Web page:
A chalk drawing on the asphalt for the classical game of klassiki.4



26 Slavic and East European Peiformance VoL 27, No. 1
26 Slavic and East European Peiformance VoL 27, No. 1

Bosch-like transparent ball with people inside it, created by a jump rope turned by two players whom you can see through your window. And so on and so forth. But these are external structures, so to speak. There must also be internal structures the impossibility of leaving the game before it is over, the ensemble of the team and the hierarchy of its players, the quantum behavior of the game; the queue of moves and preparation of tactical blocks. It may seem that in its historical development the game became more and more formalized, ossifying and losing a degree of freedom. But it is not quite so. Here is the great paradox of the game: the stricter and more numerous the rules, the more improvisational freedom it allows participants inside the rules. Structure gives the gift of freedom to a player.

The fourth characteristic of the game is RISK. The element of

risk gives an incomparable poignancy to the game. Flipping a coin, you are never sure what will turn out-heads or tails. Fortune can abandon a famous team of champions to total defeat at the hands of amateurs Risk and chance constantly renew the game. They make a game dynamic,


anything but simple.










ESCAPISM. Yes, three "runaways" and three "exits" always and necessarily characterize any game. 1. Exit from a real time to "timeless reality" (game time). One hour and a half of a soccer game, Christmas nights, whole weeks of Olympic Games-all these times, rounds, sets, and periods are excluded from the historical flow of time and are given the timelessness of the game only; 2. Exit to its own space. They occupy and confine a bigger or a smaller part of a real space in order to make it an autonomous space of a future game (game space). Circles of Round Dances, ovals of stadiums, squares of boxing rings, rectangular shapes of tennis courts, crocket playgrounds, children playgrounds and sand boxes-a ll these are examples of spaces occupied by the game and fenced off by it from the rest of the universe; 3. Exclusion from the social framework (from social relations, from social classes, from the hierarchy), liberation (temporarily) from all social obligations and creation of a new game team with its own social autonomous relationships. The game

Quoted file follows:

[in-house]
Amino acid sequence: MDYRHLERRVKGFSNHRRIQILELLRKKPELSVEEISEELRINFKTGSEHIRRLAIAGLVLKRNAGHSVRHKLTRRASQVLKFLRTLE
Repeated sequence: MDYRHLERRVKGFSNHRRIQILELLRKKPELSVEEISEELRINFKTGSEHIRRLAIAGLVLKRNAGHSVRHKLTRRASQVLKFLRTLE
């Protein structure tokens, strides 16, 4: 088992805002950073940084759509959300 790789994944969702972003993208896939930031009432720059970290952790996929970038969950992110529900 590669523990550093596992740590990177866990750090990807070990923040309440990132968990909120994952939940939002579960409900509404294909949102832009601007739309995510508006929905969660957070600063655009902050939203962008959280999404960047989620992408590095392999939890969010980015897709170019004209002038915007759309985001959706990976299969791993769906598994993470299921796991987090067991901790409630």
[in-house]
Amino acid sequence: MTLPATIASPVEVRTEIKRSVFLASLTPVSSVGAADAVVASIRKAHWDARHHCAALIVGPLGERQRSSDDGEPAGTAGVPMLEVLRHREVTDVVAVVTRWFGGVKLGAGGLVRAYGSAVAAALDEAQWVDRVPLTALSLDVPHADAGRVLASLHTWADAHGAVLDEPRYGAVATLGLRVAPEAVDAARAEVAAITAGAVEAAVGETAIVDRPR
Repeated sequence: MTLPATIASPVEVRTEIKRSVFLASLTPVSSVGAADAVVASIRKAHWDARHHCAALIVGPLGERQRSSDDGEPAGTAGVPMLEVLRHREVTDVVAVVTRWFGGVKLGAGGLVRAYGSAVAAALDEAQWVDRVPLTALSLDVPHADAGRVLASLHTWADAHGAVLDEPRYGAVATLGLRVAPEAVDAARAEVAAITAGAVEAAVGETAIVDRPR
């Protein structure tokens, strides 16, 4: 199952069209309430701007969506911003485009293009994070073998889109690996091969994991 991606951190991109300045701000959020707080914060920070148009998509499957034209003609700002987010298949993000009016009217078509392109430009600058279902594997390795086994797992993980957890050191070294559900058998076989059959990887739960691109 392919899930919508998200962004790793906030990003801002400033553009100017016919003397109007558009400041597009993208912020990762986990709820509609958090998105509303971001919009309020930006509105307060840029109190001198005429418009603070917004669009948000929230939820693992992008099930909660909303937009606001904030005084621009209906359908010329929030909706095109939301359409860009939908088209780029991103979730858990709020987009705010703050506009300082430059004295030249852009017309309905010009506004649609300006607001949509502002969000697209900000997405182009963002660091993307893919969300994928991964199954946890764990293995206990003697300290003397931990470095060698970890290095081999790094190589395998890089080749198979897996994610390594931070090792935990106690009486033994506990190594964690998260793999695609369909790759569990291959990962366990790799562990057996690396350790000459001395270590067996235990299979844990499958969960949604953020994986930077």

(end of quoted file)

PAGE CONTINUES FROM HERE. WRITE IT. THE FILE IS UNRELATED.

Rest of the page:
becomes a total air vent (no mother, no father, no mentor, no everyday subordination, no chiefs, no limits, no slavery). But if the chiefs (parents) are accepted to the game, they are always humiliated

and subjugated. Notice how very important the relations of the gam e

are highlighted; games are a moderate carnival. T he game is disguised to be common. It is an "underground" carnival. And another important addition. It is a special escape. I t is not just an exit. It is exit and entrance; it is not just a retreat. It is retreat and approach. A child while playing a game sort of leaves, fences himself off from the world of adults, but also in a way comes closer to it, imitating the offcast world in his game. The participants of the adult gam e appear to leave the surrounding environment for a certain period of time. They leave usual and tedious limits, but they dive into an even more

strict system of the game. What lures and attracts them here? Just the same old democracy of the game: game's freedom, game's equality, game's fraternity. Getting down to the sixth characteristic of the game [SENSATION], to the last one on the list, and as it's usually said, it is far from being the least important one. I am hesitating and feel doubts. I have doubts for my ability to describe this characteristic. Moreover I have doubts that it is possible to describe it at all. However (putting it in b rackets), it is the most precise and simplest out of all the characteristics of the game. Many intangible and hardly explainable things can be discovered in the complex element of the game, if you look at it closely. They are in some way there but at the same time they are not. It does not matter how hard and precisely you will try to detect and define them. You will never succeed. But your confidence in their existence gets only stronger during the process of unsuccessful attempts One of such intangibilities is the thing that allows you to differentiate a good gam e from a bad game, i.e., a real, exciting, provocative, captivating one from a fake, cold, unexciting, and appalling one. How does one differentiate a game from a non-game? It happens that a usual, ordinary game is going to be more precisely a ritual of introduction. All rules and recommendations are followed. Familiar players in familiar unifor ms are r unning around the familiar field and create